Many of the students and faculty at St. Lawrence are beginning to feel the weight of the European debt crisis. International students are faced with the same financial hardship many Americans were faced with only a few years ago. St. Lawrence is also encountering potential issues in their endowment, but there seems to be an upside when it comes to studying abroad.
Many people are holding their breath to see what happens. Even though Europe is across the ocean, they still have a heavy impact on St. Lawrence. “Almost daily, you are reading in the US and financial press about the impact on the European debt crisis on the US financial markets,” said Michael Jenkins, professor in macro-economics.
One concern that has come to light is the lack of jobs in the United States for university graduates, Jenkins said, explaining that though the European debt crisis has little impact on this, it still leads to a lot of uncertainty in the job market. “The job market isn’t as good as we would like it to be for soon to be graduates at St. Lawrence,” Jenkins said.
Archie Livis, the grandfather of a St. Lawrence student, Andrés Balboa-Livis, suggests there will be an increase in students that major in the sciences. Majors such as global studies, psychology and other liberal arts don’t have as many job opportunities in an already job deficient market, said Livis. But this still leaves a problem for the students that have recently graduated, who can’t find a job. Mr. Livis is the former vice president in charge of Gillette’s diversified group, currently resides in Spain and is seeing firsthand the difficulties Europe is facing. He questions whether his grandson will have a job after graduation, if he returns to Spain.
With the lack of jobs for people with high school degrees there will be an increase in applications to university, especially international students. Archie Livis believes enrollment to private universities will decrease because students don’t have money driving students to attend cheaper, potentially state, colleges. But many state schools do not offer financial aid to international students.
The endowment is one factor to consider. “The most significant effect on St. Lawrence would be the stock market, in which our endowment is invested. It might implicate for returns on our endowment, which influences revenues the school depends on,” said professor in government Alan Draper. A strong endowment allows St. Lawrence to offer appropriate salaries, support teaching and research and keep faculty at an ideal size.
All these factors are important to attract faculty, Draper explained. The endowed scholarships are permanently funded by alumni, parents and friends. This funding is an important source for many students in need of financial aid, but if alumni start to lose their jobs, the endowment could decrease.
There is one positive facet and that is the prices to study abroad will decrease. The value of the Euro has been significantly down, making Europe less expensive. “For our students going overseas to Spain, Italy and France, they get a little more value for our dollar. It also makes the University’s costs for the programs over there, a little cheaper,” said Draper. This will help St. Lawrence save money and maybe make up for the difference in the endowment, he added.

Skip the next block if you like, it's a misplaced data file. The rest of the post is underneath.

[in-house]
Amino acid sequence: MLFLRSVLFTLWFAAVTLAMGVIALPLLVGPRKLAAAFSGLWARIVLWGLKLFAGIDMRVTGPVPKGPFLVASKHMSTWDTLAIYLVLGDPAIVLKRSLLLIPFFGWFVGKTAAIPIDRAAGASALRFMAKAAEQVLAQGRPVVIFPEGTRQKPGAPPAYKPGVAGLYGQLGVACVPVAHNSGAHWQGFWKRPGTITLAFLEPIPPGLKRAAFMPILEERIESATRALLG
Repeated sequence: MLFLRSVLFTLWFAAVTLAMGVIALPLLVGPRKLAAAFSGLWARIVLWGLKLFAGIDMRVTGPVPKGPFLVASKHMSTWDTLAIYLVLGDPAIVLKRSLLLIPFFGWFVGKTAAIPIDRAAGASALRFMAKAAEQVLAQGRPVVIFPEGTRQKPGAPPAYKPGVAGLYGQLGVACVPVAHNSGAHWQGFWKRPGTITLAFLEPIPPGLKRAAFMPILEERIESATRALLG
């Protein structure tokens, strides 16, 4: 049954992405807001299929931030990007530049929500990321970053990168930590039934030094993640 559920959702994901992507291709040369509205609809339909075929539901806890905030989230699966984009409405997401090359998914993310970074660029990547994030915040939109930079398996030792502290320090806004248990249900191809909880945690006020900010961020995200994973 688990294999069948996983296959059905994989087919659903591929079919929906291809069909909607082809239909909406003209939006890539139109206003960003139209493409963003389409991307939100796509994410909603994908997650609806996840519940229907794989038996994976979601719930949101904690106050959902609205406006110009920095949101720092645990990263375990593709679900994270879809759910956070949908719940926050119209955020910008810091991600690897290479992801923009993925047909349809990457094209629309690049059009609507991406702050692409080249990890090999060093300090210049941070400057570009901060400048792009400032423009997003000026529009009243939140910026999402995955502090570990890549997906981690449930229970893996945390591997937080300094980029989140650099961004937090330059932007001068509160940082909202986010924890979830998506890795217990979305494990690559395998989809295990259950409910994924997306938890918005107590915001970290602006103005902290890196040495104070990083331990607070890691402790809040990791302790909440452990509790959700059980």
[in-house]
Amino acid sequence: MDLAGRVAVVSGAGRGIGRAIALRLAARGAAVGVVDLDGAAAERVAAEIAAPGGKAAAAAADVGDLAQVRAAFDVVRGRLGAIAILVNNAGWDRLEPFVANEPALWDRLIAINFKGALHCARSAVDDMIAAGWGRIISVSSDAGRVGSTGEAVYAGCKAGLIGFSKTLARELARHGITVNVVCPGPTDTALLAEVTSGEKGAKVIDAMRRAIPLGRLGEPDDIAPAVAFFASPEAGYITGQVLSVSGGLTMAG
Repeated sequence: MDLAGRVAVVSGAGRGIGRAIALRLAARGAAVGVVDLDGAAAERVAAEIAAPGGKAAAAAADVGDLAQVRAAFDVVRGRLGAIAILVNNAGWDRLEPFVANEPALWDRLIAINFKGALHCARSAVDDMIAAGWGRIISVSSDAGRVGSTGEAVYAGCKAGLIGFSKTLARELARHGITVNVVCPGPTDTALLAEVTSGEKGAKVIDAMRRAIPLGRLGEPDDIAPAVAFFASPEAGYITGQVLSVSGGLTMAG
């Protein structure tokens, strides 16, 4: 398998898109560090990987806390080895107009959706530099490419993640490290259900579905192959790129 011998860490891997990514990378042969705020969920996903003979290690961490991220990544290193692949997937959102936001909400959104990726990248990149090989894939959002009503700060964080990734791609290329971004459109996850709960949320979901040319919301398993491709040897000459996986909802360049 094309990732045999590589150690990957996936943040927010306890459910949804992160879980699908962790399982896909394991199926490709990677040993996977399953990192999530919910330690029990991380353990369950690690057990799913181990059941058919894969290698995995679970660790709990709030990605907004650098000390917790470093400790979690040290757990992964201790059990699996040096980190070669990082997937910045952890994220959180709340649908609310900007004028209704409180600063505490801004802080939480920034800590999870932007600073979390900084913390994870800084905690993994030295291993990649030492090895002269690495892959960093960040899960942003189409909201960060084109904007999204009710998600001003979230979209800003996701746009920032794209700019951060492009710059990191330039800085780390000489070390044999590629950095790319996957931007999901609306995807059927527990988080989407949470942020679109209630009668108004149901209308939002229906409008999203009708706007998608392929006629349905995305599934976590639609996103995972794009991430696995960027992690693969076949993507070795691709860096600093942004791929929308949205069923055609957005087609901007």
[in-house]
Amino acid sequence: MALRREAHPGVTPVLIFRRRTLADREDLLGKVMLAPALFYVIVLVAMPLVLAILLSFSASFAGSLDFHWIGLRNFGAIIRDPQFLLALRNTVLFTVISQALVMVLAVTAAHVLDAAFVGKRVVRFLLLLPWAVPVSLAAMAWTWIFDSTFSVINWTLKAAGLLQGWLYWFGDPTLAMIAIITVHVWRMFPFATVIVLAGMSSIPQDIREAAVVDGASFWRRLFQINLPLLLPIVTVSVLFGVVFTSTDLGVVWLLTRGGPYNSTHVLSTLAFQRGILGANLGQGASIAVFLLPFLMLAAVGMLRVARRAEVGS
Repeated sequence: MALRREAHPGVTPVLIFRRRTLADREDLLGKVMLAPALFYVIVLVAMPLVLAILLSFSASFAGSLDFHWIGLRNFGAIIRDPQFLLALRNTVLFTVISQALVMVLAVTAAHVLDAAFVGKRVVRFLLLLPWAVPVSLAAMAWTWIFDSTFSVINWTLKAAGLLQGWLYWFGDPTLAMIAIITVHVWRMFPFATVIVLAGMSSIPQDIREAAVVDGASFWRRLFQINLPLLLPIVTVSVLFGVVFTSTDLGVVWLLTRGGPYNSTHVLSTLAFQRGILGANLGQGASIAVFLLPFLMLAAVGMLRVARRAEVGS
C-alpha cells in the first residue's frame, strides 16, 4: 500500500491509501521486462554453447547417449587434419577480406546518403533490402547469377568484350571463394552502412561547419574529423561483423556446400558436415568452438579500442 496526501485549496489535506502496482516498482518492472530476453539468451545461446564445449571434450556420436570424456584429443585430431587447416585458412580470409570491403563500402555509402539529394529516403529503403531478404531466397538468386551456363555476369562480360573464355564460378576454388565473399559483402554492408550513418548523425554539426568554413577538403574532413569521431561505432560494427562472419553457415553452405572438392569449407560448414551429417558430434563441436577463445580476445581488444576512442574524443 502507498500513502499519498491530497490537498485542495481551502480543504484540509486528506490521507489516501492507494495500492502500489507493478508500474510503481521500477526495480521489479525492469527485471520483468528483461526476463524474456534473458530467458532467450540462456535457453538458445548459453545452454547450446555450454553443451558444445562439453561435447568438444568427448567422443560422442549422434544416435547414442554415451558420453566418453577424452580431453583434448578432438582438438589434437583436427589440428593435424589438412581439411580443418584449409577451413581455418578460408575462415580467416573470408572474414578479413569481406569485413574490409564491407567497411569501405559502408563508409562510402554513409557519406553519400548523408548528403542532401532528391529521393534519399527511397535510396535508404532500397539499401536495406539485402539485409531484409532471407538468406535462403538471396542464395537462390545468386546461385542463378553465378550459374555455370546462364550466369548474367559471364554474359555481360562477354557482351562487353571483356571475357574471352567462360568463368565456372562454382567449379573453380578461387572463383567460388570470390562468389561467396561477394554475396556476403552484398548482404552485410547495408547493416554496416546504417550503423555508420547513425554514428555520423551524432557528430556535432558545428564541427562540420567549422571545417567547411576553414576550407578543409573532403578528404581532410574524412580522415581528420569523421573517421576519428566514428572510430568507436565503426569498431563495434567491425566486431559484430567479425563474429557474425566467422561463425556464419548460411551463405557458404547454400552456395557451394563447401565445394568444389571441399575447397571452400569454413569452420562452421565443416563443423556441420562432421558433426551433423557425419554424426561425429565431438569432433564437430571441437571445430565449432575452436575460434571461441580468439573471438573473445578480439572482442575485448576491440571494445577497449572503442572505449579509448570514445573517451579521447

Many of the international students, including Livis’s grandson Andrés Balboa-Livis on campus are greatly affected, both negatively and positively. “I am able to get a greater education. I will be one of the few people who will be able to get a job. It helps that I know more languages. The U.S. has lower expense costs, which makes living here easier,” said Andrés, who is also an international student from Spain.
According to Archie Livis, the debt crisis can lead to more foreign students attending universities that have the money to pay the full tuition since Europe has a lack of jobs and since these people are looking for a good education and learning another language.
Even some of the faculty are affected by the economic decline. Professor Marina Llorente, a native to Spain, is not directly affected, but she knows many people back home that are struggling. “The prices are going up for everything, medicine to insurance,” Llorente said. “But salaries are not as high as they used to be.”
Vaseleios Prassas, an international student attending St. Lawrence from Greece, is one of the many students depending on financial aid. “Things are really bad in Greece right now, I can see it in my parents. I don’t even know if I will be able to go back to Greece,” said Prassas.
Many international students are working on campus to earn a little money and deciding to stay on campus during breaks. The cost of going back home is becoming too expensive. “It makes me work a lot of hours on the university, which it takes up many of my hours that should be devoted to studying and seeing friends.” Vaseleios hasn’t been home since last Christmas.